Tom Marshall quoted on his case, Wise v. Stonebridge, in Minnesota Lawyer
Court revives trip and fall suit by tenant
By: Barbara L. Jones May 3, 2019
A tenant who is injured in a fall on a sidewalk in a common area of a senior apartment community may sue the landlord under common law but not under the statutory covenants of habitability, the Court of Appeals ruled recently in Wise at al. v. Stonebridge Communities LLC.
The statute does not support a negligence action for breach of the duty to repair and maintain the common areas of the leased premises, the court said in an opinion written by Judge Peter Reyes.
The court affirmed a summary judgment under the habitability statute, Minn. Stat. § 504B.161, subd. 1(a) but reversed and allowed the case to continue based on a common-law duty to repair and maintain common areas. It also reversed a summary judgment for the landlord on the duty to warn where the nature of the uneven sidewalk arguably eliminated Stonebridge’s duty to warn the Wises of its existence.
“This court has repeatedly held that the remedies applied by the supreme court to enforce the covenants of habitability ‘do not appear to extend liability of a landlord to money damages for injuries received by a tenant as a result of an unknown defect in the rented premises,'” the court said.
Thomas Marshall, the attorney for the plaintiffs, said that the question of the statutory covenants came into the case because the defendant was arguing that it had no duty at all. That is not true because it is unwaivable under the statute, he said. “The complaint sounded in negligence,” he said.
It can be very difficult for plaintiffs to prevail in slip and fall cases. Marshall said, “Don’t give up on a case. I thought we had a pretty solid claim.” The landlord was aware to the uneven sidewalk, Marshall said. “They watched it grow.”
Barbara Wise tripped and fell on an uneven section of the sidewalk in front of the entrance to the senior community. Wise claimed that she tripped on both the uneven sidewalk and a black mat on the sidewalk, but the precise location of the mat is disputed. As a result of her fall, Wise suffered a bloody nose, concussion, torn right bicep tendon, severe bruising, and an aggravation of a prior rotator-cuff repair to her right arm. She claimed resulting pain, headaches, vision problems, and insomnia.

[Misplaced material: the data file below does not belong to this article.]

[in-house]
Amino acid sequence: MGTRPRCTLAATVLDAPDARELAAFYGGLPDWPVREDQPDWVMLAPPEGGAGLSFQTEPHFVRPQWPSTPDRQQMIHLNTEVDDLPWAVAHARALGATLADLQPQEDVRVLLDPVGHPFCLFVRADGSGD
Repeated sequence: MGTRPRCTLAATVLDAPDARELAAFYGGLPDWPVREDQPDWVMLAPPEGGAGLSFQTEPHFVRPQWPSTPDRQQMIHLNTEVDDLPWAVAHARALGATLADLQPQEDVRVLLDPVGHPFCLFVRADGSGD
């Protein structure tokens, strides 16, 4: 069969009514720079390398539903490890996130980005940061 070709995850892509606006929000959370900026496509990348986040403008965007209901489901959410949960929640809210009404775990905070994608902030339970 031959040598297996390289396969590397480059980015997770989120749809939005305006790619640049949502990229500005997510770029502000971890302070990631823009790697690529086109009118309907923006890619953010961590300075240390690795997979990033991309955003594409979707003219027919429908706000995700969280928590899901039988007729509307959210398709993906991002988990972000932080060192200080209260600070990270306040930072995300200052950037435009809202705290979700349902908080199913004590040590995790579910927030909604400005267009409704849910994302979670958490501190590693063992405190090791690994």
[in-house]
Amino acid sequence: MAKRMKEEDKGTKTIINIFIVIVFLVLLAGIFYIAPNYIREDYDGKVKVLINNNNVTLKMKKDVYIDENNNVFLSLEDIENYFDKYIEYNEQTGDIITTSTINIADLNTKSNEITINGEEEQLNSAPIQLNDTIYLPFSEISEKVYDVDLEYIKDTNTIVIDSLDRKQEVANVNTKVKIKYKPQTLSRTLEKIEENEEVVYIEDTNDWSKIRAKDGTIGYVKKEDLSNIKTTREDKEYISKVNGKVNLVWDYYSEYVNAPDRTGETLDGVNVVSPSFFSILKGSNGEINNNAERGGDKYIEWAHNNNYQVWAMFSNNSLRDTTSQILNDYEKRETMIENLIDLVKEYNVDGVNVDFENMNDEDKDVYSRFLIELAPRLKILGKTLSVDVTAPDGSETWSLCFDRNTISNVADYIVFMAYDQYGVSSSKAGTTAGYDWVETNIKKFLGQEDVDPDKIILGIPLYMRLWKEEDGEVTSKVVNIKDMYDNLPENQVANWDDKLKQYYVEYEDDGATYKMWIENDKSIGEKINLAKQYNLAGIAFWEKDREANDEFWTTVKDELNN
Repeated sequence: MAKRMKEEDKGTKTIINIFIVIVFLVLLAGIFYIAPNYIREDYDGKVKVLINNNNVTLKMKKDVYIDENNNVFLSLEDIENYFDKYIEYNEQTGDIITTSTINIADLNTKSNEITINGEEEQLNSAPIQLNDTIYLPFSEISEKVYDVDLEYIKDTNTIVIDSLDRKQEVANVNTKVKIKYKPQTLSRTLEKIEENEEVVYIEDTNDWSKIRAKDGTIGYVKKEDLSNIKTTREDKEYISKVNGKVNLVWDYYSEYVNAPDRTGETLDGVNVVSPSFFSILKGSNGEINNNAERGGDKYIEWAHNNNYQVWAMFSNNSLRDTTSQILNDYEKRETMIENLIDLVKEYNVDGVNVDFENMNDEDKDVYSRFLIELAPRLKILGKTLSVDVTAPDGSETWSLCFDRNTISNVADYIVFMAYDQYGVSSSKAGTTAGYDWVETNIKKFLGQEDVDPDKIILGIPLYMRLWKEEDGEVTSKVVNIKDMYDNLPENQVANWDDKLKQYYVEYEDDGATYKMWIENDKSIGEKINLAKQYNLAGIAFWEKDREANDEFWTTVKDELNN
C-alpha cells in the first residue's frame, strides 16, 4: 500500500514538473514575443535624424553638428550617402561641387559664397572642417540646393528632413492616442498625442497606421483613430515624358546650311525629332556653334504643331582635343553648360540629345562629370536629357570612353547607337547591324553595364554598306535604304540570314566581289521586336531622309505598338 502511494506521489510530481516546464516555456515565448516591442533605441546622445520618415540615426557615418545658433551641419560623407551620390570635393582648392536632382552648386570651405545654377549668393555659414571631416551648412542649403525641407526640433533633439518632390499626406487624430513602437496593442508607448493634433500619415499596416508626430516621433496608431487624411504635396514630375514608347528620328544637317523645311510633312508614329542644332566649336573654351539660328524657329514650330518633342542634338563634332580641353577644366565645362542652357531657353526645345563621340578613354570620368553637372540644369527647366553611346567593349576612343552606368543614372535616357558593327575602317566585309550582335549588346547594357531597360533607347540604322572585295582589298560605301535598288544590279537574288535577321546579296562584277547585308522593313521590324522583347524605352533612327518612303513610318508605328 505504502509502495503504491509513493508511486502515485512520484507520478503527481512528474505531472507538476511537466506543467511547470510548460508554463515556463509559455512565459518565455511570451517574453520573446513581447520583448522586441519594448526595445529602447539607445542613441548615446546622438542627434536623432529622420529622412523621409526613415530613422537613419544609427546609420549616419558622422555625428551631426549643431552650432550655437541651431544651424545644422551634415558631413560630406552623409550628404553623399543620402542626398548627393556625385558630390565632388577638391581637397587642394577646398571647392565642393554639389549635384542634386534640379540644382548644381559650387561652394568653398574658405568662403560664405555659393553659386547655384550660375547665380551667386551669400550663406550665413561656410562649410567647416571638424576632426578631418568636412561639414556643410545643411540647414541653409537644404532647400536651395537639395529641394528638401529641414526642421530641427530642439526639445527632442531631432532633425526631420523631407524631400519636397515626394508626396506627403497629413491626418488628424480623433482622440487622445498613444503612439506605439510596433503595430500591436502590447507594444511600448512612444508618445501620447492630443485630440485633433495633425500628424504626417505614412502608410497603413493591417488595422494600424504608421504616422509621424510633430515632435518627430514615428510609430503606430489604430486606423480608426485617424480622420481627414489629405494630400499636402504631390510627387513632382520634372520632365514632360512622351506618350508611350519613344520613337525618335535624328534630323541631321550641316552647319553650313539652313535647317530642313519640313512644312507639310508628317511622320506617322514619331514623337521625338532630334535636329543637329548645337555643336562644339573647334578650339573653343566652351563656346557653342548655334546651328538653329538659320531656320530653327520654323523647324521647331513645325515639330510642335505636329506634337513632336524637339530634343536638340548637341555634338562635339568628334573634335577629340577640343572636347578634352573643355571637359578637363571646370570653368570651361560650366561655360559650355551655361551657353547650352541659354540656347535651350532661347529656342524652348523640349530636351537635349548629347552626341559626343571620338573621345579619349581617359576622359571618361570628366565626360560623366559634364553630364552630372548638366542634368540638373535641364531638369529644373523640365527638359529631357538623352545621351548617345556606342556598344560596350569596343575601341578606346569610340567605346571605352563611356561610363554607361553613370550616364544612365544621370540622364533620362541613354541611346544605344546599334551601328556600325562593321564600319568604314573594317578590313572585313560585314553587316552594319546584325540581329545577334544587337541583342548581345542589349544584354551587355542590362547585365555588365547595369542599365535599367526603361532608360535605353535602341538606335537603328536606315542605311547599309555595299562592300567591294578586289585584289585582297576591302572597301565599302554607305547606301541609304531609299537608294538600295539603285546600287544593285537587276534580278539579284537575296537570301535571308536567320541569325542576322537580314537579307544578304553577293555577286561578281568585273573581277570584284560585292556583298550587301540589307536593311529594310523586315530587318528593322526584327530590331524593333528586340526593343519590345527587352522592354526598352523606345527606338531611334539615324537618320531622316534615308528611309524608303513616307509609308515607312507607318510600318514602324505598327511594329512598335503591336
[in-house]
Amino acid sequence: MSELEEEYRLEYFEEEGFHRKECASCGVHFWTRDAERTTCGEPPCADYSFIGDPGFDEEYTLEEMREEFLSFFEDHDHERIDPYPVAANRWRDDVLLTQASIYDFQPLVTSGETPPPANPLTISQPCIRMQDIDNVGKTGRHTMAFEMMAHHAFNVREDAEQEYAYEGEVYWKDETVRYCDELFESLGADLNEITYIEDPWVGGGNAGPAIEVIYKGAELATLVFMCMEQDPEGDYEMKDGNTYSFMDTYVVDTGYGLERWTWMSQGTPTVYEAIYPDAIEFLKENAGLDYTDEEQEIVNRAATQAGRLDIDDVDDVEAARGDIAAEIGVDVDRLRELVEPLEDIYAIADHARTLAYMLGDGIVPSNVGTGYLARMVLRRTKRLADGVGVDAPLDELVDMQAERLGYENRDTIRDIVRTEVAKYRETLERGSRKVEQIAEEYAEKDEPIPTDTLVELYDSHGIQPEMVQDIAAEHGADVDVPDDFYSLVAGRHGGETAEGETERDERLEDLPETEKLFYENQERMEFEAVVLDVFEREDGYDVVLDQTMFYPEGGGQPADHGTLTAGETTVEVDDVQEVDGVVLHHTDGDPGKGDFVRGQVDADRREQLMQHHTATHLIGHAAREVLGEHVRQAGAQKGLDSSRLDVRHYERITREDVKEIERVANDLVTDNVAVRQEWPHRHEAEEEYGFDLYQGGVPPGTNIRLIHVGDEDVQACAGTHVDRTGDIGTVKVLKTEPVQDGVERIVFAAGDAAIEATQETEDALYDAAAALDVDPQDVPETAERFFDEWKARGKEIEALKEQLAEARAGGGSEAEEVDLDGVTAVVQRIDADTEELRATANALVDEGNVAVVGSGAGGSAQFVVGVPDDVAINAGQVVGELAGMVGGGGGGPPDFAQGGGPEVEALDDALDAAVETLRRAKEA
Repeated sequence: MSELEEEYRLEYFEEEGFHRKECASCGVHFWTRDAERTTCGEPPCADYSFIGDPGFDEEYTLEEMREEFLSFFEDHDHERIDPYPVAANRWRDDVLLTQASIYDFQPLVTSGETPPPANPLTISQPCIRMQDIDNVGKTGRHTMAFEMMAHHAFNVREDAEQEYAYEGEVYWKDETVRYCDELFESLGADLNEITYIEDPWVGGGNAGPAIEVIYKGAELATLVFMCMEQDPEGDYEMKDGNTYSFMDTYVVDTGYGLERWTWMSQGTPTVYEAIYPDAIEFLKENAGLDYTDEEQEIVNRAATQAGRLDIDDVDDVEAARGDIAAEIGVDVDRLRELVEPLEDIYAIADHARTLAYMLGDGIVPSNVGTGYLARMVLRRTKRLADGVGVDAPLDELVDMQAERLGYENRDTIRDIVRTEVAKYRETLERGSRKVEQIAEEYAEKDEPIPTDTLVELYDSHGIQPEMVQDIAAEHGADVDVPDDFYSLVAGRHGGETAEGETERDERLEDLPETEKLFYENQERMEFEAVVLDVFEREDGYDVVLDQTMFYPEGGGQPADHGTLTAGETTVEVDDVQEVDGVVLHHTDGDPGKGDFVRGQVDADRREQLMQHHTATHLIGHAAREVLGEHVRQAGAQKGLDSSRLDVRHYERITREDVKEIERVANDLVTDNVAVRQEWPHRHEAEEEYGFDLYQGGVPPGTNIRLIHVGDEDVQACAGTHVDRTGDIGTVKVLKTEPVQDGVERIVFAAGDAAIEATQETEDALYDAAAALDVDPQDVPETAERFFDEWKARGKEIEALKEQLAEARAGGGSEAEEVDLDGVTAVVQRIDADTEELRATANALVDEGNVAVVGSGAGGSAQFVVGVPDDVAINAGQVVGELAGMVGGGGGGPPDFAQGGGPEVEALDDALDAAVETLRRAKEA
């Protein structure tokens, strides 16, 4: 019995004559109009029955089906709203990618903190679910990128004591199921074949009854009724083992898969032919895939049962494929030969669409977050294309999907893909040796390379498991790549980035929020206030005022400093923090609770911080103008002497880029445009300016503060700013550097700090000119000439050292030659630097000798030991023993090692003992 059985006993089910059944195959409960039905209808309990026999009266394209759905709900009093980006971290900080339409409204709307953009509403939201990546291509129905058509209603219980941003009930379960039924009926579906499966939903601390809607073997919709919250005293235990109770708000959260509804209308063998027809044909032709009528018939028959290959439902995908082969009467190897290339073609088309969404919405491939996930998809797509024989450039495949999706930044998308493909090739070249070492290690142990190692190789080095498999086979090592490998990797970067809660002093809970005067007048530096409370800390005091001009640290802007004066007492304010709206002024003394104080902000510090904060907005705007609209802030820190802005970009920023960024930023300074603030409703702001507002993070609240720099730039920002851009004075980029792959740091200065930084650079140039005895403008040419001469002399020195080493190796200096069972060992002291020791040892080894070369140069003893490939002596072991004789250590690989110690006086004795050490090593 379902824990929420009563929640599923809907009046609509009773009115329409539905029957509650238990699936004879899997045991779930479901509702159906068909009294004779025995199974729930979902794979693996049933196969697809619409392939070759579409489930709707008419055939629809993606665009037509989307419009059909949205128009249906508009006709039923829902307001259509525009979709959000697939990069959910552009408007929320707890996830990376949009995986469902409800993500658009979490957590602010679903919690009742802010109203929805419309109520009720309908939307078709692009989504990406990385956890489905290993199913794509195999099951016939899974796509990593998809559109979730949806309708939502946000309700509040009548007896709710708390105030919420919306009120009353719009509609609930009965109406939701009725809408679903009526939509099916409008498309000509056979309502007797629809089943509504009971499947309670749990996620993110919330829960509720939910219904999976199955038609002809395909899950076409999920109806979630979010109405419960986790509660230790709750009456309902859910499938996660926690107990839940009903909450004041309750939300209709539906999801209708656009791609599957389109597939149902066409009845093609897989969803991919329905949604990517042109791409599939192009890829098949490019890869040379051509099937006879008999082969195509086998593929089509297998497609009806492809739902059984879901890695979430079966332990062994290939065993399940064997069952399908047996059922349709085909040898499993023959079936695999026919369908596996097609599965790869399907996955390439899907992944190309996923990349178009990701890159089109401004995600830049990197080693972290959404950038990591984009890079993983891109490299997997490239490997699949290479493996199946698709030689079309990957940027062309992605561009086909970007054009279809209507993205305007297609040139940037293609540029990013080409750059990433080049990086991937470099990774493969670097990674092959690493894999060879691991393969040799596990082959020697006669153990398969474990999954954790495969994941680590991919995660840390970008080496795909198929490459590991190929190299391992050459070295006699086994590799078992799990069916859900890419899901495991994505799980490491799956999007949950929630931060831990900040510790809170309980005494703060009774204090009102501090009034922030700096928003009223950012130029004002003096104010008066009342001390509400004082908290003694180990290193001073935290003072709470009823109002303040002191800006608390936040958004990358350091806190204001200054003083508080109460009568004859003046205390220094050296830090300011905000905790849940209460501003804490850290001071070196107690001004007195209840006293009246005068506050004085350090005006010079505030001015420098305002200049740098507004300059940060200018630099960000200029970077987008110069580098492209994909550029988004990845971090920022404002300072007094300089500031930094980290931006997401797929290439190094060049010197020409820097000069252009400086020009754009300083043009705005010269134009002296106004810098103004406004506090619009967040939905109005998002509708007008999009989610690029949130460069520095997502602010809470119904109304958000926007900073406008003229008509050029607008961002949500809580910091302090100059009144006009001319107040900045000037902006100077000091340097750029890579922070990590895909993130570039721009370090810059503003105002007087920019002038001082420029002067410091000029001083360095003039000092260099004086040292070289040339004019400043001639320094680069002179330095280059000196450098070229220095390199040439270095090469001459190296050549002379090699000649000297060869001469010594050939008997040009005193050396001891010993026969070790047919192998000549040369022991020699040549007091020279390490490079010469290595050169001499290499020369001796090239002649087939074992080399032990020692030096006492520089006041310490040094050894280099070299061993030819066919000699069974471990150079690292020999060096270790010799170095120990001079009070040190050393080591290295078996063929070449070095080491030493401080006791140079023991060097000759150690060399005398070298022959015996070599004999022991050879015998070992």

The statutory covenants of habitability are implied in every residential lease and provide that common areas will be fit for the tenant’s use and the property will be repaired and maintained according to applicable health and safety laws.
But the Court of Appeals reminded lawyers and landlords that the Supreme Court has not approved the cause of action proposed by the plaintiffs.
In contrast, “The supreme court has authorized enforcement of the covenants of habitability in three specific ways: (1) The tenant may assert breach of the covenants as a defense to the landlord’s unlawful detainer action for nonpayment of rent; (2) The tenant may continue to pay rent and bring his own action to recover damages for breach of the covenants by the landlord; (3) The tenant, after vacating the premises and suspending rent payments, may raise breach of the covenants as a defense to an action by the landlord for rent.”
The Court of Appeals declined to recognize a new statutory negligence cause of action, saying that was not the function of the court.
Failure to correct
But the case goes on under common-law negligence theories because the plaintiffs argue that the defendant failed to correct the uneven sidewalk that caused Barbara to fall.
Generally Minnesota follows the common-law rule that landlords are generally not liable and have no duty of care to tenants for damages caused by defective conditions on the premises. But there are exceptions to that rule, including where the landlord retains possession and control over common areas.
The common-area exception applies here, said the court, and the duty requires “the landlord to inspect the condition of the common area at reasonable intervals, and not to wait until someone has injured themselves as a result of a dangerous condition that a reasonable inspection would have revealed.”
Here, the record indicated that the landlord had actual knowledge at least two months before the fall and the Wises’ daughter testified that she noticed the hazardous condition in the six months before Barbara’s fall.
This raised a fact issue that made summary judgment inappropriate, the court said.
Failure to warn
The defendant also argued that the uneven sidewalk constituted an open-and obvious condition, for which he did not owe the plaintiffs a duty to warn. The plaintiffs argued that the landlord’s duty to repair and maintain the common areas superseded any open-and-obvious determination.
The Court of Appeals reversed summary judgment on this issue as well, the court said. “While the Wises’ argument about the open-and-obvious exception fails based solely on Wise’s testimony, we conclude that the district court erred by failing to resolve any doubts or factual inconsistencies in favor of the Wises, as the nonmoving parties,” the court said.
The record contains inconsistent testimony about the extent to which the mat may have concealed the uneven sidewalk, the Court of Appeals said. The Wises’ challenge to the objective standard of the open-and-obvious determination failed but the inconsistencies surrounding the exact placement of the mat should have been resolved in their favor as the nonmoving parties, and precluded summary judgment, the court said.